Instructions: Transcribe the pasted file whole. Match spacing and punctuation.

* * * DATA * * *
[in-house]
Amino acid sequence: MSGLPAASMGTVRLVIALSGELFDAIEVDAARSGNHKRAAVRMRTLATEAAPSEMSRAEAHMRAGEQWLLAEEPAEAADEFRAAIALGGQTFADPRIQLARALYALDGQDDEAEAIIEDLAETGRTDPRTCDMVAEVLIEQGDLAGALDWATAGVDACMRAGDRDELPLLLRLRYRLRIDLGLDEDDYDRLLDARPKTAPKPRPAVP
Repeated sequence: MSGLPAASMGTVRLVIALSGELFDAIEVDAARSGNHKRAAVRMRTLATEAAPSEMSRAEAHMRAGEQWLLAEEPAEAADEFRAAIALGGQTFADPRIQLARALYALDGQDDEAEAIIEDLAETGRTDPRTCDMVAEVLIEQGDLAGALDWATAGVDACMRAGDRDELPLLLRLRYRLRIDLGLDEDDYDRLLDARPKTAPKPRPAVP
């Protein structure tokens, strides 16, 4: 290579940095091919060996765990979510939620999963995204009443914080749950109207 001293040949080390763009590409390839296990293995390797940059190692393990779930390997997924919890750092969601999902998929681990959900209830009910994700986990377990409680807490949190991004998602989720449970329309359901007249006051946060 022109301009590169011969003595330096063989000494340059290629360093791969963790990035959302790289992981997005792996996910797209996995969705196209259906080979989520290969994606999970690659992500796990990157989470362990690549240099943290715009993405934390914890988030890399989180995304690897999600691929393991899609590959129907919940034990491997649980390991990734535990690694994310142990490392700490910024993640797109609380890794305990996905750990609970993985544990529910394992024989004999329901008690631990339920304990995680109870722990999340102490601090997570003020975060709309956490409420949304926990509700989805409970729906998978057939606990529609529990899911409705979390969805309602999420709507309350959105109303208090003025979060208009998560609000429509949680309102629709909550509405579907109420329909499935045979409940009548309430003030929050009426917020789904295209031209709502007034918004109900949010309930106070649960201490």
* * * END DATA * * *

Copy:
[in-house]
Amino acid sequence: MSGLPAASMGTVRLVIALSGELFDAIEVDAARSGNHKRAAVRMRTLATEAAPSEMSRAEAHMRAGEQWLLAEEPAEAADEFRAAIALGGQTFADPRIQLARALYALDGQDDEAEAIIEDLAETGRTDPRTCDMVAEVLIEQGDLAGALDWATAGVDACMRAGDRDELPLLLRLRYRLRIDLGLDEDDYDRLLDARPKTAPKPRPAVP
Repeated sequence: MSGLPAASMGTVRLVIALSGELFDAIEVDAARSGNHKRAAVRMRTLATEAAPSEMSRAEAHMRAGEQWLLAEEPAEAADEFRAAIALGGQTFADPRIQLARALYALDGQDDEAEAIIEDLAETGRTDPRTCDMVAEVLIEQGDLAGALDWATAGVDACMRAGDRDELPLLLRLRYRLRIDLGLDEDDYDRLLDARPKTAPKPRPAVP
């Protein structure tokens, strides 16, 4: 290579940095091919060996765990979510939620999963995204009443914080749950109207 001293040949080390763009590409390839296990293995390797940059190692393990779930390997997924919890750092969601999902998929681990959900209830009910994700986990377990409680807490949190991004998602989720449970329309359901007249006051946060 022109301009590169011969003595330096063989000494340059290629360093791969963790990035959302790289992981997005792996996910797209996995969705196209259906080979989520290969994606999970690659992500796990990157989470362990690549240099943290715009993405934390914890988030890399989180995304690897999600691929393991899609590959129907919940034990491997649980390991990734535990690694994310142990490392700490910024993640797109609380890794305990996905750990609970993985544990529910394992024989004999329901008690631990339920304990995680109870722990999340102490601090997570003020975060709309956490409420949304926990509700989805409970729906998978057939606990529609529990899911409705979390969805309602999420709507309350959105109303208090003025979060208009998560609000429509949680309102629709909550509405579907109420329909499935045979409940009548309430003030929050009426917020789904295209031209709502007034918004109900949010309930106070649960201490």